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A thought provoking exhibition at the V&A: Fashioned from Nature (FFN). I felt it important to take the time to visit. It truly opened my eyes to the close relationship we have with fashion and Nature: good and not so good.

My partner was unable to attend the show so I had a spare ticket. I found it impossible to give the ticket away to people within my social circle, which kind of viscerally emphasised a disconnect with the subject…(even if that was not the truth of the matter!). The show was eerily quiet when I visited, but it gave me the space and time to connect with the material. I’d like to think that over the duration of the exhibition there will be an acceleration of people coming to view it. It’s a new exhibition and it’s wonderful!

The show covers the global journey of British fashion from around 1600 to the present day. The lower floor is mainly covering 1600-1900’s whilst the upper floor continued into the present times. It appears that ‘everything we wear, from clothes and accessories to jewellery, is ‘fashioned’ from matter found in the world around us. Nature inspires us for fashion ideas, provision of the raw materials and also in the energy used to produce and transport them (FFN)’. If you cannot get to the London exhibition, then I highly recommend the accompanying book ‘Fashioned from Nature’ (FFN). It is extremely informative and beautifully represents the exhibition. It is full of useful facts from the widely known to the more obscure.

I was particularly shocked to read how our human relationships have developed with Nature. One example is the effect of cultures where Christianity was the dominant religion. ‘It was justified by biblical teaching, particularly Genesis I, verse 26, where God granted man dominion over the fish of the sea, and over the fowl of the air, and over the cattle, and over all the earth, and over every creeping thing that creepeth upon the earth (FFN)This God-given mastery over the earth fits well with our economical approach to the environment. When I read this, I caught myself thinking… ‘and over WOMEN too!’. I can see why religion has never sat comfortably with me; maybe that is one of the reasons I am so fond of the tarot. Nature is seen more as a commodity or playground for man to use for economic gain. Another example is our historical fascination with adornment where we wear animal fur or, say, iridescent jewel beetle wings (I kid you not!) stitched into textiles. Where starling-trimmed hats are contorted, dyed and painted from our desire to improve on Nature. We have historically had an instinct to ‘impose a human aesthetic of beauty on Nature through artifice (FFN)’.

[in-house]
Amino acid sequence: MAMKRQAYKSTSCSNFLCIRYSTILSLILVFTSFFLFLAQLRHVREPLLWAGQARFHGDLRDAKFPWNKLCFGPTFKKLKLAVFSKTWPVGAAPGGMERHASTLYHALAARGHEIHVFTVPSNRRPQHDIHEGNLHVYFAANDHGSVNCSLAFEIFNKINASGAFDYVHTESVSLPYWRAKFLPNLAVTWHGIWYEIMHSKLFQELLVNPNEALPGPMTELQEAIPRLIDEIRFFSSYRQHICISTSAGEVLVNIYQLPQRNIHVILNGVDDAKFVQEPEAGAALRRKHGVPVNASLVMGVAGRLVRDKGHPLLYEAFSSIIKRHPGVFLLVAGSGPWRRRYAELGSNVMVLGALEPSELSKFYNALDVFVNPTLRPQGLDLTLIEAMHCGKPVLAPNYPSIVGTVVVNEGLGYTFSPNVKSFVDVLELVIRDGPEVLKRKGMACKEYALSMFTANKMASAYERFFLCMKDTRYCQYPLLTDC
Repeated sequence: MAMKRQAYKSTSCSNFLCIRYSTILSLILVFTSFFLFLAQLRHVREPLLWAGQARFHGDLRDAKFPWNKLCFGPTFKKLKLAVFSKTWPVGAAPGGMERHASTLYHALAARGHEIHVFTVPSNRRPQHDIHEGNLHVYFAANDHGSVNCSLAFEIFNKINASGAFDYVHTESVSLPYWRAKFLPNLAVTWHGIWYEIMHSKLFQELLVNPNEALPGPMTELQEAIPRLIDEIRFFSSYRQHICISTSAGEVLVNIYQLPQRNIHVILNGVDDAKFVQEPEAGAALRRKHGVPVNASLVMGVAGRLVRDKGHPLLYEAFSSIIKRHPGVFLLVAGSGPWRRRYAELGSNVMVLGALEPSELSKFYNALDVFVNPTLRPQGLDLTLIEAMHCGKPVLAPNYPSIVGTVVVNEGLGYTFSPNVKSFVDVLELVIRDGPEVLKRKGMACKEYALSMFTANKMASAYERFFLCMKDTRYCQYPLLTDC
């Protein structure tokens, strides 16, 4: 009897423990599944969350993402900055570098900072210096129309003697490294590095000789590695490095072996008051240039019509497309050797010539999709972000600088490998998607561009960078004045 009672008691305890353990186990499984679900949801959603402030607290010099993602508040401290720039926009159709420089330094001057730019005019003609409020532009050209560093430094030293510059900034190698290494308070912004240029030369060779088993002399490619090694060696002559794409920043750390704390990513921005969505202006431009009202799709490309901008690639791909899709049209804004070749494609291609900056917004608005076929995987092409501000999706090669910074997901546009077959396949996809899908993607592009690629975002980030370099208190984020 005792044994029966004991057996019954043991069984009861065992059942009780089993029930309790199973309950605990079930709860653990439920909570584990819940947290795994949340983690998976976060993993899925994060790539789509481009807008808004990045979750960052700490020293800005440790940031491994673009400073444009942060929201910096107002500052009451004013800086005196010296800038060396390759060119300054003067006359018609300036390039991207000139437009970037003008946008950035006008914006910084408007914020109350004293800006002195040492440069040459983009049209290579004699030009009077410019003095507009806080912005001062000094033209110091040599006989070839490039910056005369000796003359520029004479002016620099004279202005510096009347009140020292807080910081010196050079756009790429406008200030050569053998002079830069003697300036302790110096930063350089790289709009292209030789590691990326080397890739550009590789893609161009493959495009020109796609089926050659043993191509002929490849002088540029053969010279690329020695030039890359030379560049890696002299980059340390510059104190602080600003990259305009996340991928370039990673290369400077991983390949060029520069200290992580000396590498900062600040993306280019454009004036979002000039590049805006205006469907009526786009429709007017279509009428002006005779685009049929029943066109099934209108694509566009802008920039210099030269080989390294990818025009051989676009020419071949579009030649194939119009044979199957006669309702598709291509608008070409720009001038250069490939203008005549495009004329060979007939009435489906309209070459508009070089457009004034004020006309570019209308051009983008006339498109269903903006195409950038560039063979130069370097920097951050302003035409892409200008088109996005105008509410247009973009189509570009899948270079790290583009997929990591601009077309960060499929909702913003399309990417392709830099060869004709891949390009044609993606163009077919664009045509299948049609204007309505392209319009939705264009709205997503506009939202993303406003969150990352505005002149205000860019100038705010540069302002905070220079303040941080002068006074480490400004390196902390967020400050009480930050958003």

An issue for us in the twenty-first century is fashion’s global demands on Nature which directly threaten the flora, fauna and human environment. ‘By 1800 the processes that supported the fashion industry and its rising demands for raw materials were beginning to have an impact on the environment and some animal populations. Although there were concerns about the spread of industrialisation, particularly in areas of natural beauty, but for most people these were outweighed by its economic benefits: turning a blind eye (FFN)’. It’s a similar story today! I cannot quite believe how long we have been abusing that which sustains us. This includes the hunting of animals to the point of extinction, the pollution of air and rivers, cutting down ancient rainforests and, of course, slavery.

In recent times, there has been a more environmentally driven clean-up of the fashion industry. But, this is counterbalanced by a more pernicious force which is our hunger for consumption of commodities and having fast fashion at low-cost to the consumer and high-cost to the Nature around us: turning a blind eye again. On top of that is our rapidly expanding population and demands for finite resources.